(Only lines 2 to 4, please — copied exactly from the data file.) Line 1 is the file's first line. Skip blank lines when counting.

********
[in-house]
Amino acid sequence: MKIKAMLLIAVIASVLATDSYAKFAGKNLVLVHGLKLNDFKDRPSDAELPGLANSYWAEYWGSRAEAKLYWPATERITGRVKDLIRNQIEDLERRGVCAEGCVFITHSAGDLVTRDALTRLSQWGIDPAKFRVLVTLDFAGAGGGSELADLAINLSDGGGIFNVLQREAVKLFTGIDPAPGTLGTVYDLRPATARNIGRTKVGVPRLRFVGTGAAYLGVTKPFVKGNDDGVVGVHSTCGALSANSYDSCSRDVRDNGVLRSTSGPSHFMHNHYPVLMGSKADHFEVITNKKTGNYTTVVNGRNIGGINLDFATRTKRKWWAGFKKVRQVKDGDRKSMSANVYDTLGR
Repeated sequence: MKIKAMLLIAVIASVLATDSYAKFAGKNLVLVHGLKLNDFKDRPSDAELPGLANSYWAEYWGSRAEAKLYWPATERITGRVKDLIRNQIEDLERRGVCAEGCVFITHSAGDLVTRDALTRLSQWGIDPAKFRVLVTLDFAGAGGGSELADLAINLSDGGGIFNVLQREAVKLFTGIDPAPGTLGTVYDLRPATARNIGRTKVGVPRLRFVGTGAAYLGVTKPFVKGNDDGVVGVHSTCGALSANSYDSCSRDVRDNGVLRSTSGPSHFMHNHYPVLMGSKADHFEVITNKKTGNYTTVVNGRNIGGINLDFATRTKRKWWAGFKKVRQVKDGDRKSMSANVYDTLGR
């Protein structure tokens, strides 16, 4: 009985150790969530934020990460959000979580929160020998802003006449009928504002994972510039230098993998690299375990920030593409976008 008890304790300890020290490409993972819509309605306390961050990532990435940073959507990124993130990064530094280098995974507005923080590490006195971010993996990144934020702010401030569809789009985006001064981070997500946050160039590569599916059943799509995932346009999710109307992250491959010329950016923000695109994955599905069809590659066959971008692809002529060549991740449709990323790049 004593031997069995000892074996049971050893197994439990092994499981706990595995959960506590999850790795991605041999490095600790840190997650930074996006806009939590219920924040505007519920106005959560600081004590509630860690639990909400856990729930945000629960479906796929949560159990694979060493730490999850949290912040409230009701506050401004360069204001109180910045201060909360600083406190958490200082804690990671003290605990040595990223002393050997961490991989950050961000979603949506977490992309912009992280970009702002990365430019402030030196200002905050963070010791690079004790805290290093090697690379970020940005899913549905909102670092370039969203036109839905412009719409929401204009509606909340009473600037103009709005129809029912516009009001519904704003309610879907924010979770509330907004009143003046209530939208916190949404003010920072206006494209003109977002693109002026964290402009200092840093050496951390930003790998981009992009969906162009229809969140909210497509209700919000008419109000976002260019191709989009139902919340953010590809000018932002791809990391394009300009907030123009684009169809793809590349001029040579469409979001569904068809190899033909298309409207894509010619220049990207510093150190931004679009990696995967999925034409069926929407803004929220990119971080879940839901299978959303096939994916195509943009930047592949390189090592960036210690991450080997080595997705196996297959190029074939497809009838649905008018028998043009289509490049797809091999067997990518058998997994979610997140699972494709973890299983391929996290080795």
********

Amino acid sequence: MKIKAMLLIAVIASVLATDSYAKFAGKNLVLVHGLKLNDFKDRPSDAELPGLANSYWAEYWGSRAEAKLYWPATERITGRVKDLIRNQIEDLERRGVCAEGCVFITHSAGDLVTRDALTRLSQWGIDPAKFRVLVTLDFAGAGGGSELADLAINLSDGGGIFNVLQREAVKLFTGIDPAPGTLGTVYDLRPATARNIGRTKVGVPRLRFVGTGAAYLGVTKPFVKGNDDGVVGVHSTCGALSANSYDSCSRDVRDNGVLRSTSGPSHFMHNHYPVLMGSKADHFEVITNKKTGNYTTVVNGRNIGGINLDFATRTKRKWWAGFKKVRQVKDGDRKSMSANVYDTLGR
Repeated sequence: MKIKAMLLIAVIASVLATDSYAKFAGKNLVLVHGLKLNDFKDRPSDAELPGLANSYWAEYWGSRAEAKLYWPATERITGRVKDLIRNQIEDLERRGVCAEGCVFITHSAGDLVTRDALTRLSQWGIDPAKFRVLVTLDFAGAGGGSELADLAINLSDGGGIFNVLQREAVKLFTGIDPAPGTLGTVYDLRPATARNIGRTKVGVPRLRFVGTGAAYLGVTKPFVKGNDDGVVGVHSTCGALSANSYDSCSRDVRDNGVLRSTSGPSHFMHNHYPVLMGSKADHFEVITNKKTGNYTTVVNGRNIGGINLDFATRTKRKWWAGFKKVRQVKDGDRKSMSANVYDTLGR
């Protein structure tokens, strides 16, 4: 009985150790969530934020990460959000979580929160020998802003006449009928504002994972510039230098993998690299375990920030593409976008 008890304790300890020290490409993972819509309605306390961050990532990435940073959507990124993130990064530094280098995974507005923080590490006195971010993996990144934020702010401030569809789009985006001064981070997500946050160039590569599916059943799509995932346009999710109307992250491959010329950016923000695109994955599905069809590659066959971008692809002529060549991740449709990323790049 004593031997069995000892074996049971050893197994439990092994499981706990595995959960506590999850790795991605041999490095600790840190997650930074996006806009939590219920924040505007519920106005959560600081004590509630860690639990909400856990729930945000629960479906796929949560159990694979060493730490999850949290912040409230009701506050401004360069204001109180910045201060909360600083406190958490200082804690990671003290605990040595990223002393050997961490991989950050961000979603949506977490992309912009992280970009702002990365430019402030030196200002905050963070010791690079004790805290290093090697690379970020940005899913549905909102670092370039969203036109839905412009719409929401204009509606909340009473600037103009709005129809029912516009009001519904704003309610879907924010979770509330907004009143003046209530939208916190949404003010920072206006494209003109977002693109002026964290402009200092840093050496951390930003790998981009992009969906162009229809969140909210497509209700919000008419109000976002260019191709989009139902919340953010590809000018932002791809990391394009300009907030123009684009169809793809590349001029040579469409979001569904068809190899033909298309409207894509010619220049990207510093150190931004679009990696995967999925034409069926929407803004929220990119971080879940839901299978959303096939994916195509943009930047592949390189090592960036210690991450080997080595997705196996297959190029074939497809009838649905008018028998043009289509490049797809091999067997990518058998997994979610997140699972494709973890299983391929996290080795």